The decision to keep an air purifier running in your house isn't a slam-dunk. To be effective, it has to be on 24 hours a day, and that can push up your energy bill from $50 to $150 a year, depending on the model. Add to this the costs of filters and the upfront cost of the unit itself, and you could end up paying pay as much as $500 a year. Is cleaner air worth this extra cash? The answer depends on the ambient air quality in your home and your overall health.
Depending on the model, an air purifier can remove particulate matter, VOCs or pathogens such as mold spores and bacteria from the air you breathe, and some units can handle all of these. People with allergy problems or respiratory diseases like emphysema or COPD are the most likely to benefit from an air purifier, but so can sensitive folks who are affected by volatile organic compounds (VOCs) or residual smoke from cigarettes or wildfires. An air purifier is no substitute for fresh air from an open window, but when that air is full of pollen or smoke from a nearby fire, keeping the windows closed and an air purifier running becomes almost a survival strategy.
The bulk of commercially available air purifiers incorporate a high-efficiency particulate air (HEPA) filter, which can remove as much as 99 percent—or more—of particles more than a few microns in size. Carbon filtration, which removes VOCs and odors, is also common. Some models bolster HEPA and carbon filtration with ultraviolet radiation, which kills pathogens. Others create charged particles, or ions, to attract pollutants or make them fall out of the air. The most modern purification technology, p__hoto electrochemical oxidation (PECO), produces free radicals that oxidize VOCs, mold spores and bacteria to break them apart and render them harmless. Many air purifiers combine several of these purification strategies.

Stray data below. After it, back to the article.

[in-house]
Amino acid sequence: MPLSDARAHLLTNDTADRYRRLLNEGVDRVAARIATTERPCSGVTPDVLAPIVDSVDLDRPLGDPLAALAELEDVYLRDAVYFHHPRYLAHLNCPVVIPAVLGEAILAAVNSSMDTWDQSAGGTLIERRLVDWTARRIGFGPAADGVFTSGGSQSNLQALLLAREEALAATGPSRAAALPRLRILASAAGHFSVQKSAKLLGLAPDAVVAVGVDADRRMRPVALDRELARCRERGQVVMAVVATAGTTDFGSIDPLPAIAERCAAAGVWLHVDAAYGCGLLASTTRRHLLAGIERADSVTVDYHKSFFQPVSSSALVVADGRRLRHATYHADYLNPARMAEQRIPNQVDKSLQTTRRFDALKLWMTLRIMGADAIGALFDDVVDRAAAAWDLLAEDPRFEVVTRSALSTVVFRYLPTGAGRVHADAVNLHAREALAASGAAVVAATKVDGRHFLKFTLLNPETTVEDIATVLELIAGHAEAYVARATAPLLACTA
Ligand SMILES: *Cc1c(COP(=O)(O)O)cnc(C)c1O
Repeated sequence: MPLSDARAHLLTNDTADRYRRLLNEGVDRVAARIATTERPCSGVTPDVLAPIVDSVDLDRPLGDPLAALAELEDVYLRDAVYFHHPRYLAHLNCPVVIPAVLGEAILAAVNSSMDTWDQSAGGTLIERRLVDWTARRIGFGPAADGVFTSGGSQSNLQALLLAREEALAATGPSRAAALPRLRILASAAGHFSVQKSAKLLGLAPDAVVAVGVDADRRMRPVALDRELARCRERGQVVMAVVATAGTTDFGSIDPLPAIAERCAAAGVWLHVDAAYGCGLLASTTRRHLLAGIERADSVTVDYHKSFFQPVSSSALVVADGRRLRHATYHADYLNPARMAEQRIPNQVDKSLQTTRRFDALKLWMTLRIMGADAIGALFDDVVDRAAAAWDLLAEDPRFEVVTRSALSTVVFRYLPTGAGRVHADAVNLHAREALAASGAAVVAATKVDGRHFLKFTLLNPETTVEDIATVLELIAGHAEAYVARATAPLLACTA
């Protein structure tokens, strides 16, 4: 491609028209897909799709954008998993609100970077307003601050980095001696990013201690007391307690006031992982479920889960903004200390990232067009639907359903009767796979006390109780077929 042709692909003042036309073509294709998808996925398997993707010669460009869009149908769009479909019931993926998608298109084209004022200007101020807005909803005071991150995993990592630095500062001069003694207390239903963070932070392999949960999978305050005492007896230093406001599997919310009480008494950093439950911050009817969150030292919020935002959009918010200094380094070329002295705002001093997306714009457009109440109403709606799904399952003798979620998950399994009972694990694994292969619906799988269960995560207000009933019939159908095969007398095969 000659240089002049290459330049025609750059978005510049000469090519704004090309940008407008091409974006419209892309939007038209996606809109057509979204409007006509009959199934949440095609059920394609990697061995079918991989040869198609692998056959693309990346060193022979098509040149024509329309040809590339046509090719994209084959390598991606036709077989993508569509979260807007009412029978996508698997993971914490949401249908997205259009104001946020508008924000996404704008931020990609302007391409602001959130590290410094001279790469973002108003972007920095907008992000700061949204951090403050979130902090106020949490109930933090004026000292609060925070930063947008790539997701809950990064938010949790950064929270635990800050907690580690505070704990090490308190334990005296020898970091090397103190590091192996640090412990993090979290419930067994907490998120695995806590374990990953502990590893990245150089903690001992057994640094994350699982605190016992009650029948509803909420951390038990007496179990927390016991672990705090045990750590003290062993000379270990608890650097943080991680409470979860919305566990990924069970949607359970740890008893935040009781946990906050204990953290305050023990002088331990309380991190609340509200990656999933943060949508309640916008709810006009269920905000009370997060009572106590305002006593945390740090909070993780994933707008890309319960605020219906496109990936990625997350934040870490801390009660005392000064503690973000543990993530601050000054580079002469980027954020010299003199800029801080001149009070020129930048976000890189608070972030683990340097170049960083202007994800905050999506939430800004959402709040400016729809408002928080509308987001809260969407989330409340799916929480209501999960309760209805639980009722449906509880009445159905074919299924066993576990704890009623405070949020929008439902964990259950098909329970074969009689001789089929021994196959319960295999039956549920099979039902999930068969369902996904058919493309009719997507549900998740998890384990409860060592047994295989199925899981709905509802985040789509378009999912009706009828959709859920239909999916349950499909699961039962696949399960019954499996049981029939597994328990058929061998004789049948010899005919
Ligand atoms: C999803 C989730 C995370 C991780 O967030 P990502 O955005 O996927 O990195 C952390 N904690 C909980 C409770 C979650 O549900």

HEPA filters were developed by the U.S. military during World War II for use in gas masks. A typical HEPA filter consists of multiple layers of V-shaped glass-like paper separated by sheets of corrugated aluminum. When a fan blows ambient air through a very good HEPA filter— one with a Minimum Efficiency Reporting Value (MERV) rating of 16 to 18—pollutants stick to the filter material, and the emergent air is free of particles larger than about 0.3 microns. A high-efficiency HEPA filter can even catch bacteria. The pollutants eventually clog the filter, though, and since the filter can't be cleaned, it needs replacement at regular intervals.
By itself, a HEPA filter can't remove all VOCs or odor-causing pollutants, so many air filtration systems also include a carbon filter. This type of filter adsorbs compounds such as formaldehyde, benzene and toluene that off-gas from such sources as upholstery fabrics, air fresheners, pressed wood furniture, paints and adhesives.
An air filtration system isn't the same as an air purifier. Filters may remove pathogens from the air, but they don't kill them, and the pathogens collect on the filters and can end up recirculating through the air. A fan must run constantly to keep air circulating through the filter, and such fans are often loud and use a lot of energy.
The sun emits an entire spectrum of ultraviolet radiation, and fortunately, the earth's atmosphere filters 100 percent of the most harmful type. This radiation, known as UV-C, harms cells by destroying nucleic acid and disrupting their DNA. This principle is used in UV air purifiers. Because it has an internal lamp that emits this harmful radiation working in conjunction with a HEPA filter, a UV air purifier not only filters out mold spores, bacteria and other pathogens, but it also kills them. The lamp is in a radiation-proof enclosure, so no one in the vicinity of the air purifier is in any danger of exposure.